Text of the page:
one in Indonesia. VI. 50% FOB. and one in China. Design/Sampling and Product Development Designs are mostly developed in-house.Buying Agency or Direct They used to contract through buying agencies.S. Sometimes designers from the UK and the U. but now they have developed direct relationships with their long-term business partners. Production System Pearl Global uses an assembly line system. 5% freight. The House of Pearl’s research and design department prepares a collection of high fashion styles for each season. The House of Pearl has over 150 factories across Asia. Every stage of the production line has its 92 From an interview with the Chief Finance Officer. They have six design factories. yarns. Markup (days) High of $10 $6-7 USD 3 to 4 times 60 to manufacture. which are shown to buyers in advance. Quality Control Raw material including fibres.S. Pearl Global uses labor contractors. Page 73 . The embroidery tailors either come into the facilities to perform the work or they send it. Subcontracting Sometimes Pearl Global subcontracts hand embroidery. India: Unit Prices (paid to factory per piece of garment supplied) Range Average Retail Delivery Time Type India U. A few years ago the delivery/production cycle had to begin 18 months in advance. now it is 6 months. one in Chennai and the others in Gurgaon. but it mostly in-house. who then chooses or modifies the styles. shipment 50% landed 30% FOB Bangladesh: Unit Prices (paid to factory per piece of garment supplied) Range Avg Product Mix $4-12 Varies by style Mostly casual No information was obtained regarding a change in unit prices post-quota phase-out. Production Capacity Pearl Global has 20 million pieces in-house capacity and 120 million pieces capacity all across Asia. INFRASTRUCTURE92 Pearl Global has five or six production facilities in India. are consulted to developed in-house patterns. They are working on doubling their capacity in the next 2-3 years. two of which are in Bangladesh. 90 incl. dyes and chemical are thoroughly checked before they are fed into the manufacturing process. Pearl Global then manufactures the style.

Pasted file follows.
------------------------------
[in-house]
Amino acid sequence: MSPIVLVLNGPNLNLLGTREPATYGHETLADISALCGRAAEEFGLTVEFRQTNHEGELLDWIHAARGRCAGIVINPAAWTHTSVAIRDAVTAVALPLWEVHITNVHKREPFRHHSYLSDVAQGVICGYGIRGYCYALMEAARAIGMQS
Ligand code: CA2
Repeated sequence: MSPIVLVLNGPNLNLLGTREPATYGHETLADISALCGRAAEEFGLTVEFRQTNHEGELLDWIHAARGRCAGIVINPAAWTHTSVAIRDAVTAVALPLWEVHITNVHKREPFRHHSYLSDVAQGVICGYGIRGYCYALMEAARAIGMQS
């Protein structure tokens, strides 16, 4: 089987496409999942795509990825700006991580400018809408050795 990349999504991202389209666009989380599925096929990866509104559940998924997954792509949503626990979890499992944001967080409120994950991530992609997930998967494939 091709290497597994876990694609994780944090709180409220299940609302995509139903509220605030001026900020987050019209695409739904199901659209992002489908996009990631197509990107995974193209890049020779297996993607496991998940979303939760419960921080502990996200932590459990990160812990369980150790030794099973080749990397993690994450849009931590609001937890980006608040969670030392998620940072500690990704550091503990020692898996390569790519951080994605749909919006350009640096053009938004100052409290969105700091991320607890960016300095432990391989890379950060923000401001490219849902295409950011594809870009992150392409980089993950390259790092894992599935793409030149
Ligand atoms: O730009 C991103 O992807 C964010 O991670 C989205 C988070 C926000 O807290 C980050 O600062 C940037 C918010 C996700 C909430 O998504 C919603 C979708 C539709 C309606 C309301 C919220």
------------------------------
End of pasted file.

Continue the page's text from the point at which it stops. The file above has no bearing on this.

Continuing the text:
WORKING CONDITIONS Wages and Benefits The Chief Finance Officer stated that sometimes Pearl Global pays workers above the minimum wage.” as workers do not have a long-term commitment to the factory. tensile strength. etc. Manicandan’s CEC report (and confirmed by the Chief Finance Officer). After workers receive their monthly salary they see a “rise in absenteeism.own set of detailed monitoring system. Gurgaon 500-600 workers 222. count strength product (CSP). Every set of fibre (polyester. Departments The researcher was not able to obtain information regarding the specific nature of the assembly line or tour the factory. Udyog Vihar. Gurgaon 2500-3000 workers 446. Udyog Vihar. 93 Numbers for the units at 446 and 870 were estimated by the Chief Finance Officer while the other numbers were obtained from G. novelty yarns. Gurgaon 2000-3000 workers Machinery Pearl Global has an estimated 2000 machines for every part of the production process. Polyster viscose and cotton yarn is tested for count. as neither an HR manager nor a production manager was available for interview. CRA. Udyog Vihar. Phase I. single ply yarn is also checked on the uster machine to ensure consistency in yarn quality confirming to norms of the uster statistics. Productivity Schemes Pearl Global gives out “best worker awards” and “gold stars” for productivity. fibre bundle strength. but did not give specific numbers. which is sourced from outside is tested for fibre fitness micron ( fibre diameter). pilling. uster percentage and impurity. viscose tops and special fibre). Phase I. Approximate number of workers in all facilities Pearl Global has approximately 6000 workers in India. and if they have a low level or no absenteeism they also get an incentive. fibre composition percentage (blend %). Phase V. They are thinking of switching to a piece-rate system instead of a monthly salary because “with the current labor laws” you cannot take disciplinary action for low levels of productivity. Udyog Vihar. twist per inch. moisture regain percentage and finish percentage. Gurgaon 600 workers 870. ply yarn. If a worker stays for six months they get incentives. Sretch yarn. VII. Phase V. Page 74 . Production Unit Number of Workers93 138. drape and fastness to light washing and rubbing and slippage. The finished yarn is tested for residual shrinkage.